When I was in junior high, gym class was mandatory, and, like most fat girls, I absolutely hated it. One fall day we went out to the football field so the guys could play tag football. The girls weren’t allowed, though (because we’re fragile, right?), so we had the lovely pleasure of running laps for the entire period–unless we could kick a football through the uprights. We got three chances–between laps, of course.
I was terrified that I wouldn’t be able to do it, that I would have to run. I was terrified that other people would see me run, or more accurately, that other people would see that I couldn’t run. I was 13 years old, I weighed 185 pounds, and I wore a size 16.
Running, you see, is to a fat girl what Mt. Everest is to a hiker, what the Tour de France is to a cyclist. Running is the pinnacle of what I ever hope for my body to achieve, but nearly impossible to reach. So close, and yet so very far away. It’s something that I know I should be able to do, but I just can’t.
Running is fear. It’s depression. It’s self-doubt. It’s anger. It’s regret. It’s self-hate, and it’s masochism.
But it is also beauty. It’s inspiration. It’s motivation. It’s confidence. It’s pride. It’s self-love, and it’s achievement.
If we can run, well then, we’re okay, and we’re not really fat. On the other hand, if we can’t run, we’re just big, fat losers.
To a fat girl, running is success, and not running is failure.
As a fat girl, I’ve long had the dream of running, of the wind rushing past my face and my feet slapping the pavement. And for years I’ve tried to run. Every time I went on a new weight loss kick, there would be some effort to run. I’d get new shoes and some new tunes and head out to the rail trail, where I’d run for something like 10 seconds at a time. Maybe next week I’d run for 15 seconds. By the time I made it all the way to 30 seconds of running, something would come up–shin splints or a summer heat wave or winter coldness or pregnancy or a new job–and I’d stop.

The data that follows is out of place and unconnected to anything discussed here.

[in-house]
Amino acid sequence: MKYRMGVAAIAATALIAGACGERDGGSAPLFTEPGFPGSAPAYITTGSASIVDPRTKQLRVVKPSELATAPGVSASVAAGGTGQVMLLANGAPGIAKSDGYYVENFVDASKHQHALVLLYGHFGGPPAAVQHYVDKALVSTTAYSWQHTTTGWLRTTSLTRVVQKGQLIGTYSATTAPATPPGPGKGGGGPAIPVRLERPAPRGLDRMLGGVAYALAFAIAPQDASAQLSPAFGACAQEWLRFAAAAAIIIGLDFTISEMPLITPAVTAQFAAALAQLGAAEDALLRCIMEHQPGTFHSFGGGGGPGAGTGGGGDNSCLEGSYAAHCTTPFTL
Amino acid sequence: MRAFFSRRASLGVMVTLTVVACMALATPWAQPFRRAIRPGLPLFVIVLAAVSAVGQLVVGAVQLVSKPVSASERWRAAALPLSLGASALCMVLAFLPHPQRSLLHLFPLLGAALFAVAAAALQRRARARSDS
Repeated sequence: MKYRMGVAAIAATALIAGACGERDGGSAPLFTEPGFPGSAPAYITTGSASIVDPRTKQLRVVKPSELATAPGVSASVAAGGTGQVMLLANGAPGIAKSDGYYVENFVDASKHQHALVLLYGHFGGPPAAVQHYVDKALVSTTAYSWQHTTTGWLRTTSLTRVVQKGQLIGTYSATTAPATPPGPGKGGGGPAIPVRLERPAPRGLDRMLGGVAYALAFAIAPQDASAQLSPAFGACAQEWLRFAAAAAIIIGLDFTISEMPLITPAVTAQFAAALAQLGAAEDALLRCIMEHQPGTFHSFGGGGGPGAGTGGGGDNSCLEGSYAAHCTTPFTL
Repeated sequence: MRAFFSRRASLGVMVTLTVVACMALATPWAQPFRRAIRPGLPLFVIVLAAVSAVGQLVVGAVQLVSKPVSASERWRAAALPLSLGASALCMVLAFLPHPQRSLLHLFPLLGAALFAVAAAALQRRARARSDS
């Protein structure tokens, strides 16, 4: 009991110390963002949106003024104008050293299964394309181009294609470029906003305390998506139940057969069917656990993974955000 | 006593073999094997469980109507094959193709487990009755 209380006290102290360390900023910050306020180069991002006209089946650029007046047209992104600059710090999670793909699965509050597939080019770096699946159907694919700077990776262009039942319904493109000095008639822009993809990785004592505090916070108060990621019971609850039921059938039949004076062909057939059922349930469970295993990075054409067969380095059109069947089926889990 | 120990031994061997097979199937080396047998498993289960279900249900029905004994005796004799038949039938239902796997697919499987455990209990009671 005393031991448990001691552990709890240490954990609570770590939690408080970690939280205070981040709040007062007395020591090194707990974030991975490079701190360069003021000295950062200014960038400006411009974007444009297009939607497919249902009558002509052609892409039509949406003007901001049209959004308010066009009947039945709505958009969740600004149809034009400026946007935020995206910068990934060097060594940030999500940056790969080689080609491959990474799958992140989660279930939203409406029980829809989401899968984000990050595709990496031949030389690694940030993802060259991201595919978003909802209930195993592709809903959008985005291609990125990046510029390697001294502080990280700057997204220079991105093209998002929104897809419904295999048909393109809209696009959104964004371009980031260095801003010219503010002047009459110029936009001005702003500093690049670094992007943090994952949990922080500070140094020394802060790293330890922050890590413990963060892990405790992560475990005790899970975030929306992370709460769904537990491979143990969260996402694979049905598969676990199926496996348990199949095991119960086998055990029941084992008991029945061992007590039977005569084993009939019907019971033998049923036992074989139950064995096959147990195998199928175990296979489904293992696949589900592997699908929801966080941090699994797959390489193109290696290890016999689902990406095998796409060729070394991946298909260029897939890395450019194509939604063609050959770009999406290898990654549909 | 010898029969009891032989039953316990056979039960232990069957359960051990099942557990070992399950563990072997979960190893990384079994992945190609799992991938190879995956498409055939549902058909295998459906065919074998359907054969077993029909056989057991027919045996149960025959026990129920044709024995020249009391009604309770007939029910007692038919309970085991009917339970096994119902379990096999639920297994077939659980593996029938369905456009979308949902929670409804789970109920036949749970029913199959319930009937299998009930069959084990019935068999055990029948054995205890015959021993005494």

But the dream has always been there.
Now I’m on another weight loss kick, and something is different: I’m actually losing weight. I’m determined rather than motivated. I’m making small changes to my every day life rather than going for a complete overhaul. And I’m running.
Earlier this year I embarked on a running program called 5k in 100 Days, led by a man named Brad Gansberg. It’s similar to programs like Couch to 5k, with some variation, and a lot of people I knew on Twitter were following the program as well.
At this point, I’m running 6:1 intervals–6 whole minutes of running! Multiple times in a row! With only 1 minute of walking in between!
This is nothing short of miraculous for me.
I’m among the first group of runners to go through this program. We’re in Week 11 now, with only a few more weeks left until we make it to 5k. I’ll admit, I haven’t been perfect with my runs, or followed the schedule exactly, but I’m running.
What’s more, on my last two runs, I actually broke through that wall you always hear about. You know, one minute it’s hard and you’re tired and your body hurts and you think you can’t take another step … and then suddenly it’s not and you’re not and it doesn’t and you CAN. Yeah, I got there. Twice.
Running–actually running, rather than just trying–is everything I imagined it would be, and so much more.
It is achievement and pride and self-love. It’s also victory, and overcoming the odds, and beating back that voice in your head. It’s proving yourself capable. It’s aspiration. It’s self-worth. It’s showing you your own value.
Running is freedom, from our past, from what we thought we were and what we thought we couldn’t do.
Running is triumph.
Now, I will recommend 5k in 100 Days to anyone who wants to learn to run, and I do. But the actual program or schedule you follow isn’t the point. The point is, push yourself. Do more than you think you can. Go further than you did last time. You can do it. You can be more. You can run.
That day in junior high, I didn’t have to run. I kicked the football through the uprights on my first attempt. I think I was so scared of running that I simply willed it to happen. Looking back, I wish I hadn’t.
I wish I had run.